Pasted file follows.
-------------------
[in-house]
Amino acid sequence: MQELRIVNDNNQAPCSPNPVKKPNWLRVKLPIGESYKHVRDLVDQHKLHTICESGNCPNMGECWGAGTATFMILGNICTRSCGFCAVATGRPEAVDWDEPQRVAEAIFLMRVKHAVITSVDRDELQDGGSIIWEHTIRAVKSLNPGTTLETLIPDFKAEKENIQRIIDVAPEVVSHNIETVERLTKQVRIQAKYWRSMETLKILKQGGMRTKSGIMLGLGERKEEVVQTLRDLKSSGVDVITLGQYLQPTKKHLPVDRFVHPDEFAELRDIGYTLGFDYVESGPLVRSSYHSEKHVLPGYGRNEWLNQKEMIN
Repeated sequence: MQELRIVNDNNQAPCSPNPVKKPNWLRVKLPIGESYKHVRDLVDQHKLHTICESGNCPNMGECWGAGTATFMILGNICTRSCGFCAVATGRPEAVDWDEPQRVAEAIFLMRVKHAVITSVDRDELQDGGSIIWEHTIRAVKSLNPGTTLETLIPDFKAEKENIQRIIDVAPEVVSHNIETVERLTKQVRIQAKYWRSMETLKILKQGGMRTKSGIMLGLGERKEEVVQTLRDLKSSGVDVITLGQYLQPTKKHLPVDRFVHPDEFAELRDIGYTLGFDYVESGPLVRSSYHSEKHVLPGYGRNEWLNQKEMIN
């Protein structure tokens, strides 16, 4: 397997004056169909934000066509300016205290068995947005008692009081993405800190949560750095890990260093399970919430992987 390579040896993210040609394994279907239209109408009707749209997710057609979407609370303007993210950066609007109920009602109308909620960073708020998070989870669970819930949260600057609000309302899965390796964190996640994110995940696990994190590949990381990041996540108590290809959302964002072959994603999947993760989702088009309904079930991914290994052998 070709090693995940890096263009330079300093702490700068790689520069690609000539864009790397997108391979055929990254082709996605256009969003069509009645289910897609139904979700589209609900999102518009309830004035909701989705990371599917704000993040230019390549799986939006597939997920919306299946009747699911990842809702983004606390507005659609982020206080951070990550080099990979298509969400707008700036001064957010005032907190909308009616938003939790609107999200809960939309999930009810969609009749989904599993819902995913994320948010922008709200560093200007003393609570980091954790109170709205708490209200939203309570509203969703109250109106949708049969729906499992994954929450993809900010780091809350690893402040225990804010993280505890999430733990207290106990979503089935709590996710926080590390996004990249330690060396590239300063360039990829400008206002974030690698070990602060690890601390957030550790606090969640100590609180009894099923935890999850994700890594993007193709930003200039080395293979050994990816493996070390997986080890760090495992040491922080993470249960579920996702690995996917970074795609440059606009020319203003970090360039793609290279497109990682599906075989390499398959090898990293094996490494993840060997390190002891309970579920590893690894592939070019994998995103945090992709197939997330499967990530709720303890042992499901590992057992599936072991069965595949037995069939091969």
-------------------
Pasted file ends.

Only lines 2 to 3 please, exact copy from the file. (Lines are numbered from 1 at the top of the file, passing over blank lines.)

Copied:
Amino acid sequence: MQELRIVNDNNQAPCSPNPVKKPNWLRVKLPIGESYKHVRDLVDQHKLHTICESGNCPNMGECWGAGTATFMILGNICTRSCGFCAVATGRPEAVDWDEPQRVAEAIFLMRVKHAVITSVDRDELQDGGSIIWEHTIRAVKSLNPGTTLETLIPDFKAEKENIQRIIDVAPEVVSHNIETVERLTKQVRIQAKYWRSMETLKILKQGGMRTKSGIMLGLGERKEEVVQTLRDLKSSGVDVITLGQYLQPTKKHLPVDRFVHPDEFAELRDIGYTLGFDYVESGPLVRSSYHSEKHVLPGYGRNEWLNQKEMIN
Repeated sequence: MQELRIVNDNNQAPCSPNPVKKPNWLRVKLPIGESYKHVRDLVDQHKLHTICESGNCPNMGECWGAGTATFMILGNICTRSCGFCAVATGRPEAVDWDEPQRVAEAIFLMRVKHAVITSVDRDELQDGGSIIWEHTIRAVKSLNPGTTLETLIPDFKAEKENIQRIIDVAPEVVSHNIETVERLTKQVRIQAKYWRSMETLKILKQGGMRTKSGIMLGLGERKEEVVQTLRDLKSSGVDVITLGQYLQPTKKHLPVDRFVHPDEFAELRDIGYTLGFDYVESGPLVRSSYHSEKHVLPGYGRNEWLNQKEMIN